Drought

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Copyright 2015 Boise State Public Radio. To see more, visit http://www.boisestatepublicradio.org.

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DAVID GREENE, HOST:

Driest June On Record For Wettest Part Of Washington

Jul 2, 2015
Greg Schechter/FLIKR

Last month was the driest June record for the wettest part of Washington State. The Hoh Rain Forest in Olympic National Park got just 0.17 inches of rain last month. 

Dean Jackson / Flickr

Drought conditions are getting worse in Washington state.

Tuesday, lawmakers will decide whether to provide emergency funding to the state’s hardest-hit areas. Snowpack levels are lower than ever, rivers are drying out and irrigation districts are cutting off water to farmers.

Ore. Governor Declares More Drought Emergencies

May 22, 2015
Bert Kaufmann

Governor Kate Brown declared drought emergencies in eight additional counties around Oregon Friday, bringing the total to 15.

She also released a public service announcement launching #ORdrought.

“It may look green now, but we are going to experience one of the worst droughts in the history of our state. Snow pack is at historic lows and severe water shortages are nearly a certainty in many areas,” says Brown.

Brown added that it’s likely to be a difficult fire season.

https://www.flickr.com/photos/22746515@N02/

Washington Governor Jay Inslee declared a statewide drought emergency Friday.

He says snowpack levels are at unprecedented lows, rivers are drying out and irrigation districts are cutting off water to farmers.

NOAA

Regional power managers are meeting in Portland this week. One issue they're looking at is how drought conditions across the Northwest may affect the region's supply of hydropower.

Water supply forecasts are looking bleak for many Northwest rivers this year. Snowpack levels in many areas are far below average, and they're not likely to improve.

John Fazio is a power systems analyst for the Northwest Power and Conservation Council. He said that will mean less water in rivers and less hydropower.

A drive across the Northwest quickly reveals things look really dry everywhere.

From Wenatchee, Washington, to Bend, Oregon, whitewater rafting guides are preparing for a flood of business as school lets out. But this year’s low snowpack could mean less whitewater and more demand for trips.

Washington Governor Jay Inslee Friday significantly expanded a drought declaration due to dwindling snowpack.

Across the Northwest, farmers are already making tough calls because of this year’s drought. The dismal snowpack is to blame.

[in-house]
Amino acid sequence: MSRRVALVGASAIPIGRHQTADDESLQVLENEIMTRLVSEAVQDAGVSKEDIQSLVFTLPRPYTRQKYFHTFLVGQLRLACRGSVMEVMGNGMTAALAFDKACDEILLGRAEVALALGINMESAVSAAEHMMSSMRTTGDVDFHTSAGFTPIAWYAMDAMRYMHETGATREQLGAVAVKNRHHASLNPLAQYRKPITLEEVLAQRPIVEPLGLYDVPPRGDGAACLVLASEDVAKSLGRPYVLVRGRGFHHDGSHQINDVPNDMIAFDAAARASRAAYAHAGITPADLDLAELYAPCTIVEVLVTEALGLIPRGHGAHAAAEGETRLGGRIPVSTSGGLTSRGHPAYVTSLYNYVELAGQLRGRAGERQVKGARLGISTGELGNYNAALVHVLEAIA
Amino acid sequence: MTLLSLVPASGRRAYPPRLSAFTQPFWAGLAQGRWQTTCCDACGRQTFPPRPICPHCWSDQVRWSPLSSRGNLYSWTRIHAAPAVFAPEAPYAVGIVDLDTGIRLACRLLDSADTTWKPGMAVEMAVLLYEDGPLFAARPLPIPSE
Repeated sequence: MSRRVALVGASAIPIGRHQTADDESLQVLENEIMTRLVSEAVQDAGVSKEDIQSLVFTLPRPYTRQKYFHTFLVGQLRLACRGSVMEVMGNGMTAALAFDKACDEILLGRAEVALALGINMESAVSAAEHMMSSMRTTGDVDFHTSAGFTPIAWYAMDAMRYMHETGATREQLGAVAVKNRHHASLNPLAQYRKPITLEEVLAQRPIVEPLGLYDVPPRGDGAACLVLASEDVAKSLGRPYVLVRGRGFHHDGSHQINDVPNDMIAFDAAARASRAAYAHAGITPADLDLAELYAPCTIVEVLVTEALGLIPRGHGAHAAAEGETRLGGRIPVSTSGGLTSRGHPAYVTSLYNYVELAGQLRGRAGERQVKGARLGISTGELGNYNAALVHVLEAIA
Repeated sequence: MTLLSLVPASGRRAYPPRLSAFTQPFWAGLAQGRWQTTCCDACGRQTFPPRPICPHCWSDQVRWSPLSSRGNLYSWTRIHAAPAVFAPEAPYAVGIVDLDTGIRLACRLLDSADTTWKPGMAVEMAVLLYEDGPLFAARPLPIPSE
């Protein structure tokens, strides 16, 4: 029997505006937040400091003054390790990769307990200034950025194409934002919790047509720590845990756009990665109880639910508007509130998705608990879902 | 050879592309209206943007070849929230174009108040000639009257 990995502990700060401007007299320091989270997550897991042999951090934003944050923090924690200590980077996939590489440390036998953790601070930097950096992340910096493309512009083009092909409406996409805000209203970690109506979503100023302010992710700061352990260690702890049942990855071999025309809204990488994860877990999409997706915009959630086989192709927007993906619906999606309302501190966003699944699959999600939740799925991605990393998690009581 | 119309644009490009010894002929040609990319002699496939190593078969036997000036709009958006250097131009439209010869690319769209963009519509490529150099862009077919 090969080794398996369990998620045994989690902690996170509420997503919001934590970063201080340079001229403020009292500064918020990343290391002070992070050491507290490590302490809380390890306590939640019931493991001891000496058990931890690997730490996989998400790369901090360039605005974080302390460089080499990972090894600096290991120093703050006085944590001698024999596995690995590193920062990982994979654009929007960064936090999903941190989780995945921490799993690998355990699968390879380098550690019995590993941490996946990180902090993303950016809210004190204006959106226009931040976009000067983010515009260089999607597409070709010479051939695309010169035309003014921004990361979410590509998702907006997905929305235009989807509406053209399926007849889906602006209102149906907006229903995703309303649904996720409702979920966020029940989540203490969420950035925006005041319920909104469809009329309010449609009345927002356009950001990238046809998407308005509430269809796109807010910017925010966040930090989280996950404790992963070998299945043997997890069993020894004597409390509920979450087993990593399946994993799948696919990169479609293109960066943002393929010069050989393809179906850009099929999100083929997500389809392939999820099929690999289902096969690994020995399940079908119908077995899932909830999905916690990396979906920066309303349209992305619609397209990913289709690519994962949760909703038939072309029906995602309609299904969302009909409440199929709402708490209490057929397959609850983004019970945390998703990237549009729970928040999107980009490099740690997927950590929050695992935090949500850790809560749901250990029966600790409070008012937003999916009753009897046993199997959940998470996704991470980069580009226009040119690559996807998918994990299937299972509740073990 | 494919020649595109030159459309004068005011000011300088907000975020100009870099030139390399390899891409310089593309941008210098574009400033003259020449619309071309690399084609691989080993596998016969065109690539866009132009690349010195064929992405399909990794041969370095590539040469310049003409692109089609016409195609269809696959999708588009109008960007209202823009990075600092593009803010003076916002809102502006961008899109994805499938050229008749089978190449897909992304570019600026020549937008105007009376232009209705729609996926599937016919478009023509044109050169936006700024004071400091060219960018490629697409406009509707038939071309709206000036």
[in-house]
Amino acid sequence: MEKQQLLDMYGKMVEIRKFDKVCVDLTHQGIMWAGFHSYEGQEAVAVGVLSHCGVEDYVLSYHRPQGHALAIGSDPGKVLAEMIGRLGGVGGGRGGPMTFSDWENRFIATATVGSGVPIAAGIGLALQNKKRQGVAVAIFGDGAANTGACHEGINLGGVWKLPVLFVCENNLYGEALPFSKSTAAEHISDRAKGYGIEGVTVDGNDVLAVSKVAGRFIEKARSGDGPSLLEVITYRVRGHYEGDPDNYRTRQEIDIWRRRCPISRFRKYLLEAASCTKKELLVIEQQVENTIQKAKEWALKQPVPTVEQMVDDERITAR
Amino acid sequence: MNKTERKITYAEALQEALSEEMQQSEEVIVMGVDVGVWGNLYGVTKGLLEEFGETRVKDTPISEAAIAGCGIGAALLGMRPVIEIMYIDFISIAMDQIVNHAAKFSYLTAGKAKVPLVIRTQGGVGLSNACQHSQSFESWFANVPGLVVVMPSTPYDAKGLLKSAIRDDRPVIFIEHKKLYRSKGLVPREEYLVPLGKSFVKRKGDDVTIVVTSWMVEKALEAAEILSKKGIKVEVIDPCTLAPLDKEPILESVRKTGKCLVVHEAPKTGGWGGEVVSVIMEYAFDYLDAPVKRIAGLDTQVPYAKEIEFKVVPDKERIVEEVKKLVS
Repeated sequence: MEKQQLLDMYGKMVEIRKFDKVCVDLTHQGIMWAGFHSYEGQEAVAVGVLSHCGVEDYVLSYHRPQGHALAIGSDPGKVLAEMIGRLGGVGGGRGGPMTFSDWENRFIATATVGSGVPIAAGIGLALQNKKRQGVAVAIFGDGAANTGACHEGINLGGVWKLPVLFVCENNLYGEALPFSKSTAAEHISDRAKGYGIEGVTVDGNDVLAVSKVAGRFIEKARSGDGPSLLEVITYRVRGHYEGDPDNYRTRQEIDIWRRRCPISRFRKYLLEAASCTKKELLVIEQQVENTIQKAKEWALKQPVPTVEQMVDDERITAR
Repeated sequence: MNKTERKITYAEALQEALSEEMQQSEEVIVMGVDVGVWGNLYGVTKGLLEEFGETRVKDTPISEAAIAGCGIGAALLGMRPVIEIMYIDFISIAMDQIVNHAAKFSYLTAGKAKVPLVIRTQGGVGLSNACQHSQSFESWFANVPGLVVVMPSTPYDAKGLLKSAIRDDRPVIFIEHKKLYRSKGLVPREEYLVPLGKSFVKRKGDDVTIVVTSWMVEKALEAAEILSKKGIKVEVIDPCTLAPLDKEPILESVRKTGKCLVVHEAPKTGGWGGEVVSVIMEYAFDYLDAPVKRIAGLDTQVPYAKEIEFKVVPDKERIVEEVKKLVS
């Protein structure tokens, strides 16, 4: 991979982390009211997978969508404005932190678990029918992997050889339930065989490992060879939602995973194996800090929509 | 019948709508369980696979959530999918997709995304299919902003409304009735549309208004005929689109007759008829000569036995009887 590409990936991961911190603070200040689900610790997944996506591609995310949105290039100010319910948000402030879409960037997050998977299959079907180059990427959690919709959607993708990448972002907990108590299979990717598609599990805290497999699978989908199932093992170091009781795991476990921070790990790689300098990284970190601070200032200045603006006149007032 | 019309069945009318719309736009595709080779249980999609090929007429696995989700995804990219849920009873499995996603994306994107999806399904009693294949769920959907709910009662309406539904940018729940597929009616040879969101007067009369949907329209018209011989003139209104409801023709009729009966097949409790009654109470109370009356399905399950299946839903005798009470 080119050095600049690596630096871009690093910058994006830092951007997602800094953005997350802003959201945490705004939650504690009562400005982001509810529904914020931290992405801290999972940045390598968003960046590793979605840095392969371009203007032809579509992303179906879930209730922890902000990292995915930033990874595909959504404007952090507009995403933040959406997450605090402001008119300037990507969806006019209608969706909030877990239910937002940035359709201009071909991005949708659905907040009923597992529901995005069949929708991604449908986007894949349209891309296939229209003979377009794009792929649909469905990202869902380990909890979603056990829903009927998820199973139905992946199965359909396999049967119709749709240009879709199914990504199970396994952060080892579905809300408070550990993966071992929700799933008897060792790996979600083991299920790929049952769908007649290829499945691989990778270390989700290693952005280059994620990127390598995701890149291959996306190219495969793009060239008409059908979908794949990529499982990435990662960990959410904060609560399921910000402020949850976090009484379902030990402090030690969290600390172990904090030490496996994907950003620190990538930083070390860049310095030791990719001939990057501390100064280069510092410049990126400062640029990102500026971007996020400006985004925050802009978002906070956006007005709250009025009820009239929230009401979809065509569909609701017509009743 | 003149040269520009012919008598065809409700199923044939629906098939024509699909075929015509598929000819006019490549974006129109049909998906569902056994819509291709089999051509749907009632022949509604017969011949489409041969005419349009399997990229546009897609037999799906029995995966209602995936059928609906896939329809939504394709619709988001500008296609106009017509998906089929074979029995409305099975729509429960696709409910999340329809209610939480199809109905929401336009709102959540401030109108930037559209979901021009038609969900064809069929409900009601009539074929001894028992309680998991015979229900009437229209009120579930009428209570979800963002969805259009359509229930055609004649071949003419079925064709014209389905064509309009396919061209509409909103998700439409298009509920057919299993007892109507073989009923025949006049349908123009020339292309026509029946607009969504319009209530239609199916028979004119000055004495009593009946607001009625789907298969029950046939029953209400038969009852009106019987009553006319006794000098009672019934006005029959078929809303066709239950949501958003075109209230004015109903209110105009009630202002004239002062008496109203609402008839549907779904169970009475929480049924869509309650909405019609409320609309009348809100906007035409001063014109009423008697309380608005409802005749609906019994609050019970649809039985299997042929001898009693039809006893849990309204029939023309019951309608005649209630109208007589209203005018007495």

California Governor Jerry Brown ordered statewide mandatory water saving measures Wednesday. Water managers are preparing for drought in Oregon and Washington state as well.

Federal agencies have expanded how much of the Northwest they think is suffering from drought.

An updated map released Thursday shows 88 percent of Idaho's territory is now categorized in moderate to severe drought. Just over half of Oregon is similarly parched. Washington state is faring better with just a sliver of land on the Idaho border classified in drought conditions.

Satellite image courtesy National Weather Service

The streak of dry weather in much of the Northwest is about to come to a soggy end. A weather system fueled by subtropical moisture is bearing down on the region.

Most of us may be enjoying the fall sunshine, but Northwest wheat farmers are instead wishing for a little rain. Correspondent Anna King caught up with one Northwest wheat grower in the vast Horse Heaven Hills near Prosser, Washington.

Study: "Megadrought" The New Normal In The West

Jul 30, 2012
Beverly Law

The drought that hit the West from 2000-2004 is not only the worst in 800 years, but it could be the new “normal."  That’s according to new research in the journal Nature Geoscience.

You’d have to go back to the middle ages to find a period as dry as 2000-2004 in the American West. Snowpack decreased. Crop productivity in much of the west went down by 5 percent. And that’s not the worst of it, the researchers say. Grasses, plants and trees suck up about 30 percent of our CO2 emissions in North America. In the Northwest, that percentage is even higher.

Photo by Anna King / Northwest News Network

Drought that’s sizzling the rest of the nation has largely left the Northwest states alone. Furthermore, the Midwest’s farmers’ misfortune is actually benefiting farmers here. That’s because grain prices are raising because of the Heartland’s decimated yields. Correspondent Anna King has this report from central Washington’s grain country.

Wheat stubble, grain elevators and whole lot of wide open – that’s Connell, Washington.

Anna King / Northwest Public Radio

Drought that’s sizzling the rest of the nation has largely left the Northwest states alone. Furthermore, the Midwest’s farmers’ misfortune is actually benefiting farmers here. That’s because grain prices are going up because of the Heartland’s decimated yields. Meanwhile, many Northwest farmers crops are above average.

The bureau of reclamation is predicting a water shortage in Oregon’s Klamath basin. The federal water agency has asked Klamath farmers to consider idling their land. Amelia Templeton reports.